Stepin Fetchit: It's Not What But Where

Updated on November 28, 2018
The Caricature: Stepin Fetchit
The Caricature: Stepin Fetchit | Source
And the man behind it: Lincoln Perry
And the man behind it: Lincoln Perry | Source

The controversial nature of Lincoln Perry has been talked about and explored on many occasions. During Perry's heyday his popularity and success were unmatched by any Black entertainer and truth to tell by very few white performers as well.

The feeling among the Black community was Perry had earned his accolades regardless of the image he projected on screen. They saw the comedic aspect of what he was doing and enjoyed it immensely. The same could be said about White America as well. Perry's humor crossed all boundaries and made it possible for everybody to be in on the joke.

Over time conventional wisdom states that Perry's antics fell out of favor among Black Americans. As if suddenly they discovered that laughing at this individual was wrong. Stepin Fetchit was not to be admired but scorned. He became the lightning rod for all the negative stereotypes that Black people had experienced since the beginning of time.

In the 1968 documentary Black History: Lost, Stolen or Strayed, Bill Cosby put in blunt terms just how much public opinion had changed towards Stepin Fetchit. In Cosby's words “The tradition of the lazy stupid crap shooter chicken stealing idiot was popularized by an actor named Lincoln Theodore Monroe Andrew Perry.”

There was no acknowledgment of Perry's talents or even an attempt to put it in context. All the anger that supposedly many Black people felt towards the past was encapsulated in one sentence with Perry taking the full impact.

Then later on came a re-examining of Perry and public opinion changed again. No they still were not happy over his portrayals but at least his artistry was brought into the equation which allowed a begrudging acceptance.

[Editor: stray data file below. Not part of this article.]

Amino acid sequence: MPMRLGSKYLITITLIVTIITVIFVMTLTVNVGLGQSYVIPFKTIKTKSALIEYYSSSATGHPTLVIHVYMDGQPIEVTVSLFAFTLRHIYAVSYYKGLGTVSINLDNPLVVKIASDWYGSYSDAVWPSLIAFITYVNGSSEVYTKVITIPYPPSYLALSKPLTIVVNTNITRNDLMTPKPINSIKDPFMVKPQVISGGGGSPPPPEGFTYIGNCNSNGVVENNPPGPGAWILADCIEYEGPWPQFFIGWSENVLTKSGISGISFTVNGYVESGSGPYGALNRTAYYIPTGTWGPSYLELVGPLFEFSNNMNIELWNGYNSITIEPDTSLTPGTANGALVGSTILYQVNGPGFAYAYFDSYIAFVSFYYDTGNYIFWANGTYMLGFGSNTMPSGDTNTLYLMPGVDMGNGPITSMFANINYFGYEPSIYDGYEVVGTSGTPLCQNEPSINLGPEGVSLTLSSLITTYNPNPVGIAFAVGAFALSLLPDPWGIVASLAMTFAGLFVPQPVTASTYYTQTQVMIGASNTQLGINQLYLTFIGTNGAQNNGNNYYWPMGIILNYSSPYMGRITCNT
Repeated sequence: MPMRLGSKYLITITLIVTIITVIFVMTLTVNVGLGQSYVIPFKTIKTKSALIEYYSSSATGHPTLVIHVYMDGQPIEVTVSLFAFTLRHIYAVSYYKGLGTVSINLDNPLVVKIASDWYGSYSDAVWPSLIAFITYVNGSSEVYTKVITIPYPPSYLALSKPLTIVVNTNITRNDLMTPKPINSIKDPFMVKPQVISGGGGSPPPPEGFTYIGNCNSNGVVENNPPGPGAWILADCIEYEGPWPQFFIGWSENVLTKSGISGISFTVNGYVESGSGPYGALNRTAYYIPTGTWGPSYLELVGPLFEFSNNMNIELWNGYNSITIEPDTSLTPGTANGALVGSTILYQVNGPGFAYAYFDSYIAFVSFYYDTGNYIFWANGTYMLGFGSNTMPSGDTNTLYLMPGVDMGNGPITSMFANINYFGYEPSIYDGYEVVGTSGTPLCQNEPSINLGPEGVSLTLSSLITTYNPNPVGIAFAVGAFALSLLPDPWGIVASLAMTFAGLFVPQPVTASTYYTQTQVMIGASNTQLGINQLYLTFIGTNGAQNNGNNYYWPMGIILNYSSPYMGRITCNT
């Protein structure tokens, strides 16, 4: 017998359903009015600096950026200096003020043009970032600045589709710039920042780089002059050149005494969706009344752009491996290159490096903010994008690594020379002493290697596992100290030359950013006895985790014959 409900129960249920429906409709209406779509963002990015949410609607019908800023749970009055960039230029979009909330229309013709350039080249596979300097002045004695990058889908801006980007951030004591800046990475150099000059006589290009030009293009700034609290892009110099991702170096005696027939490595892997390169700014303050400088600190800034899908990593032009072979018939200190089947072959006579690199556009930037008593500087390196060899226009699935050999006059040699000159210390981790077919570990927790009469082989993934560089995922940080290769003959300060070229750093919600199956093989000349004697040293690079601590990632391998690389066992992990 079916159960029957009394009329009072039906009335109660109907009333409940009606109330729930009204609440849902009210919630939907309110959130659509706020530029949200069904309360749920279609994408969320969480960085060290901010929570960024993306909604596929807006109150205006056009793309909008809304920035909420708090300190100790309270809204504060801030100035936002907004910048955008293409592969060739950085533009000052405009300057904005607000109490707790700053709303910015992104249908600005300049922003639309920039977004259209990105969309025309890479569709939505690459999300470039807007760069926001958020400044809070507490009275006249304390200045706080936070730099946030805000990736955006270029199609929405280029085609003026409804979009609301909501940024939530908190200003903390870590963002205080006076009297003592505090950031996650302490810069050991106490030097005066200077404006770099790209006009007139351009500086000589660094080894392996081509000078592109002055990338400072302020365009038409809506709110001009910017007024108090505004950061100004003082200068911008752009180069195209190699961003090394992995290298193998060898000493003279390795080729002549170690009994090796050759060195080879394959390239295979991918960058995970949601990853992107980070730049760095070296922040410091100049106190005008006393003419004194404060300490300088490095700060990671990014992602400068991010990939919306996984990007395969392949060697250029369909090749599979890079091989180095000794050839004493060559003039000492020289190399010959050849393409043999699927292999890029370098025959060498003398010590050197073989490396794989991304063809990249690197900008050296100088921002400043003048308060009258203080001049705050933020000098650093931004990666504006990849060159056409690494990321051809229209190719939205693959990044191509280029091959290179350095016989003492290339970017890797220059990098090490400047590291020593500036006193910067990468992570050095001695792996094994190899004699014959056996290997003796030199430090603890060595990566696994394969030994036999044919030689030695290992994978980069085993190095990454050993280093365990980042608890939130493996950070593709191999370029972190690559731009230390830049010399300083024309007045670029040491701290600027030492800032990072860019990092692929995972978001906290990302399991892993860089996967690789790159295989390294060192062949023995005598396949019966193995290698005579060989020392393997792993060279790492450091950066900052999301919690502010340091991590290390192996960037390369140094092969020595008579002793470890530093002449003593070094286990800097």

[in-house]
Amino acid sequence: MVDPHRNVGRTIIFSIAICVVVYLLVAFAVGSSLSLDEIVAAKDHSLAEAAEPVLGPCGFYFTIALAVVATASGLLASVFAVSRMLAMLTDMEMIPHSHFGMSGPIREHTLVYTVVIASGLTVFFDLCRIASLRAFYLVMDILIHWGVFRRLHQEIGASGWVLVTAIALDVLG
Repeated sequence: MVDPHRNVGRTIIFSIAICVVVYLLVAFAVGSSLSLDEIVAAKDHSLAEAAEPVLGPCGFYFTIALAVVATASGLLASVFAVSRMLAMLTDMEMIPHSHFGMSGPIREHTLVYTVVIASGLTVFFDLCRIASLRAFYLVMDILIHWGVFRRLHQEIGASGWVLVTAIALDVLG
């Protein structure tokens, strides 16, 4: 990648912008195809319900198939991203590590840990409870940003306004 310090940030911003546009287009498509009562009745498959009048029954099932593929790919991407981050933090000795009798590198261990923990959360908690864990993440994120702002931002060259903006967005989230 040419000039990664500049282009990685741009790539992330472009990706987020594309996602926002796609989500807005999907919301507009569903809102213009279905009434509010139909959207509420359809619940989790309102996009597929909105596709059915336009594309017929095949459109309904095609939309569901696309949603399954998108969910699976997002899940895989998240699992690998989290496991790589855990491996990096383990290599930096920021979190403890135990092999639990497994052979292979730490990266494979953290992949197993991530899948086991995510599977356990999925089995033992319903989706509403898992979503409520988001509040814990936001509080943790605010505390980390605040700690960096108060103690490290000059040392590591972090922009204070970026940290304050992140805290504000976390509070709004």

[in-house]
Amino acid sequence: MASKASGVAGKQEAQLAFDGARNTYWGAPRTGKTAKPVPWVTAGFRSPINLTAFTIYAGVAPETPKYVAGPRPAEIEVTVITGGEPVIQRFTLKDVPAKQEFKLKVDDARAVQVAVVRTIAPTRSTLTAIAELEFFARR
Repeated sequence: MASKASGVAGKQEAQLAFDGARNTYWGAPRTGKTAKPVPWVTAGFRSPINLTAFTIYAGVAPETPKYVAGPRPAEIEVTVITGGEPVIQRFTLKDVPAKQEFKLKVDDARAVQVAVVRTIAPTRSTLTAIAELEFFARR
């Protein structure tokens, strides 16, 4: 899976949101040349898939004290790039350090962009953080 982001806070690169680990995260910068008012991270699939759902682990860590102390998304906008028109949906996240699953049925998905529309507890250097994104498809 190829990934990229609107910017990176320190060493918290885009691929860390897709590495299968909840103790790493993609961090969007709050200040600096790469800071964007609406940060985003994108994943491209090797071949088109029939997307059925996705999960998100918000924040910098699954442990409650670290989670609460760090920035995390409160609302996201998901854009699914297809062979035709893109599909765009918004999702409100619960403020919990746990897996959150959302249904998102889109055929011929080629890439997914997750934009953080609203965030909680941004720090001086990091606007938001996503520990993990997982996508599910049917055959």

Yet for all this back and forth change of heart opinion in the Black community was never that cut and dry.

Two Minds

It's hard to comprehend how a group of people can like something and hate it at the same time but that's exactly what happened in the Black community.

The abominable stereotypes of Black people became not only a new art form in the 1830's and '40s but big business. Portraying people as something less than human made many white entertainers rich. Blacks could not have been happy to seem themselves held up for ridicule particularly when slavery was accepted as the natural order of things in many parts of the country. Even in free states blacks enjoyed very little in the way of basic human rights.

While the Civil War may have ended slavery the basic mindset of Blacks as inferior was entrenched. Everything from newspaper editorials to popular entertainment of the day reinforced this attitude.

Yet a funny thing occurred. Black entertainers decided if you can't beat them join them and do it better. Black minstrels laid claim to being the real deal stereotypes. You want shucking and jiving then check this out. Complete with authentic plantation life.

Whites responded favorably but Black America took it too a whole new level when it came to supporting these shows. So much so that more than a few theater owners had no choice but to relax their normally rigid seating policies. Many Black entertainers became megastars thanks in large part to the support of African-Americans.

Take What You Can Get and Run With It

But this acceptance of the worst stereotypes about themselves never got in the way of the activism that was always one of the foundations of Black America.

On the one hand you admired the performers for being great performers. The laughter, dancing and music were very much appreciated. On the other hand the drive to uplift the race could never be derailed with many of the same same black blackface entertainers contributing to make sure it happened.